- You could show detailed evaluation by addressing the impact of structural economic change on PEOPLE and PLACE independent of eachother
- 'Therefore, in the context of Birmingham, the impact of structural economic change on people is mainly socio-economic because...... . However, the impact on place is mainly environmental because....'

Further advice...
- Remember to constantly refer back to your chosen case study...this question relies on detailed knowledge of one case study, show off this knowledge!
- Impacts can be both positive and negative so feel free to discuss both
- Key words! e.g. Economic convergence/divergence, regional disparities, spread and backwash effects, core-periphery, primary/secondary/tertiary/quaternary sectors
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Shikalu
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(Original post by ellenarcher)
Soooo this question can be broken into two parts. 1. What are the challenges within the global migration system? 2. Do LIDCs face disproportionate challenges in comparison to MICs/HICs?

Firstly, I would establish the challenges within the global migration system. This is essentially asking for barriers to migration.
Physical Barriers: Mountain ranges, crossing oceans, deserts e.g the hot Arizona desert prevents many Mexicans from immigrating to the US

Economic Barriers: Cost of ‘closing up’ at the origin country, cost of ‘opening up’ at the destination country, cost of the journey (often long distances which are incredibly expensive), cost of visiting family/friends at home once individuals have migrated, cost of visas

Political Barriers: Strict immigration laws, destination country might require a visa, some countries require a certain level of English proficiency to obtain a work visa, some countries have previously banned certain immigrants/refugees, asylum seeker status is often difficult to obtain

Cultural/Social Barriers: Migrants/refugees might not speak the language of the destination country, different religion to the destination country, cultural ‘shock’

Secondly, once barriers to migration have been established I would assess whether these barriers are the greatest challenge to LIDCs. Show critical analysis and show off your case study knowledge....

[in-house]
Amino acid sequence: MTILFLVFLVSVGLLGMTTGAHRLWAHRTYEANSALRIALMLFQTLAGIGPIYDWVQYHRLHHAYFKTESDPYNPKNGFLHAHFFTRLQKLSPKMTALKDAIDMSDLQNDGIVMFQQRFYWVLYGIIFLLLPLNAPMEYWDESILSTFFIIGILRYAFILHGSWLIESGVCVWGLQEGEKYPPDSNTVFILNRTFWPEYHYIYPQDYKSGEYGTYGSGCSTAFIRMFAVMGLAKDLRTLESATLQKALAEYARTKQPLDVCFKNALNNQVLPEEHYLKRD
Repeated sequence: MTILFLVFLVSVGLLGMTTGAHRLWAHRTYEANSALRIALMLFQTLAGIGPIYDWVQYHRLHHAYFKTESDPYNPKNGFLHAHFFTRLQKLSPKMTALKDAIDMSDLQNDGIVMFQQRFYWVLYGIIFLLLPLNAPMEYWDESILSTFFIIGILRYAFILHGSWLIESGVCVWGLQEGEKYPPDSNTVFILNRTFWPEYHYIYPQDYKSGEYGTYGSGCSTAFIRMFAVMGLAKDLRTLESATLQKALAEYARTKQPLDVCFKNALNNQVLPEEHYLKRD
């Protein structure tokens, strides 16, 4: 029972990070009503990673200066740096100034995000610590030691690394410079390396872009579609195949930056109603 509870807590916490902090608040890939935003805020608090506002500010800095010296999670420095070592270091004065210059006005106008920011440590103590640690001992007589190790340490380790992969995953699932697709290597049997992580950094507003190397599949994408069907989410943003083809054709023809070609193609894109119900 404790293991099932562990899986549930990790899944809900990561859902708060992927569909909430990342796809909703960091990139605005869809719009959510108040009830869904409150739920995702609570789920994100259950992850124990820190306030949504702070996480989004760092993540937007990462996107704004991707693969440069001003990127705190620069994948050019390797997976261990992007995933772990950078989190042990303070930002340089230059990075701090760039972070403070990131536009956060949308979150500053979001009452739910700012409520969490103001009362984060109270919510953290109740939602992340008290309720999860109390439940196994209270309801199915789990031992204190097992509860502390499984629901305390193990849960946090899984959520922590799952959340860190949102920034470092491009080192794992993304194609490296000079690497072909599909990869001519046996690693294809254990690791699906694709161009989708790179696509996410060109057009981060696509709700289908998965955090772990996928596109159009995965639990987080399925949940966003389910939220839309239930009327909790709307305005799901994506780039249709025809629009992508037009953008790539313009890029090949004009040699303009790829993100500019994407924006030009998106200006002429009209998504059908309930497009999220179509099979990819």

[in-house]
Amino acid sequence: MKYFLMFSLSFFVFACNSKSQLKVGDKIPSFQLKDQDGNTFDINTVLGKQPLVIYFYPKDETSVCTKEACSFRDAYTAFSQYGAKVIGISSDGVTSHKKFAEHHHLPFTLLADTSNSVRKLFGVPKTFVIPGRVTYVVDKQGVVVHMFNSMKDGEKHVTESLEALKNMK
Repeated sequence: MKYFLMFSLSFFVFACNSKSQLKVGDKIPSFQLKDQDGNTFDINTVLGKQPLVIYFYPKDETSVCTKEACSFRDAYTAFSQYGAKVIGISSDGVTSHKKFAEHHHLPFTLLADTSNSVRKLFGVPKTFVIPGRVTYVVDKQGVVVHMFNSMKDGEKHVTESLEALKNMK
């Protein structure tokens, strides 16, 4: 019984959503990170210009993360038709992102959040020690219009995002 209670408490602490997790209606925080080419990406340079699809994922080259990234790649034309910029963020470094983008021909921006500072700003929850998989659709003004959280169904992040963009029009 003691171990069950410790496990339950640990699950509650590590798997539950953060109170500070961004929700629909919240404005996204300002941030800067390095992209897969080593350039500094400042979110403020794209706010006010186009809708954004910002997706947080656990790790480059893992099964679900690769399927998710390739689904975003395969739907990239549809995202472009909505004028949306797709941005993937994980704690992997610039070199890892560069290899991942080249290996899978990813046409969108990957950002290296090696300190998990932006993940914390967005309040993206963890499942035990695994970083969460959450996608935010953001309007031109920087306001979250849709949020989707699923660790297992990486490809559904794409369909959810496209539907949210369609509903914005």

Economic barriers are a greater challenge to LIDCs because people in HIC/MICs are often more affluent and can more easily overcome the costs of migration. Link back to the economic barriers and why people in HICs can more easily over come these. For example....people in HICs can often afford a plane ticket whereas war-stricken/poverty-stricken LIDCs mean refugees are forced to rely on dangerous/illegal people smuggling services. Also, people in HICs can more easily secure work if they have appropriate qualifications and therefore overcome the cost of closing/opening up.

Social/cultural/political barriers are often the same for both HICs and LIDCs. However, most migrants from LIDCs are moving to MIC/HICs so the economic/social barriers may be more difficult for them to overcome. Migrants from HICs commonly move to other HICs (very rarely do you see HIC to LIDC migration) which is much easier because they are already of the same status. You could argue that people from HICs will likely have more money and thus, will have greater access to knowledge of the destination country and can prepare for cultural ‘shock’. People from LIDCs might find it difficult to obtain work visas in comparison to people from HICs because for example, they might have fewer qualifications than their HIC counterpart migrant.

Think about why people in LIDCs are migrating - Are they migrating voluntarily or is it forced? Yes, some LIDC migrants are voluntary but often they are forced to migrate due to war/conflict. In comparison to HIC migrants who are often migrating out of choice and have opportunity to plan how they are going to overcome the challenges they are faced with.
One question I have is are you sure whether the question is asking for problems faced by migrants from LIDCs looking to emigrate rather than problems faced by LIDCs that either have a large influx of immigrants or a 'brain drain' of migrants?? Would appreciate it if you explain what made you interpret the question that way! Thanks
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(Original post by Shikalu)
One question I have is are you sure whether the question is asking for problems faced by migrants from LIDCs looking to emigrate rather than problems faced by LIDCs that either have a large influx of immigrants or a 'brain drain' of migrants?? Would appreciate it if you explain what made you interpret the question that way! Thanks
That would be a completely valid additional point to make! LIDCs are more likely to suffer from brain drain with high rates of emigration. In terms of global migration LIDCs wouldn't have much immigration relative to HICs. LIDCs might have high rates of internal rural-urban migration but this would be more of a national challenge rather than a global one. Obviously just my interpretation of the question and I have not seen the mark scheme so can't be 100% sure on what would secure marks...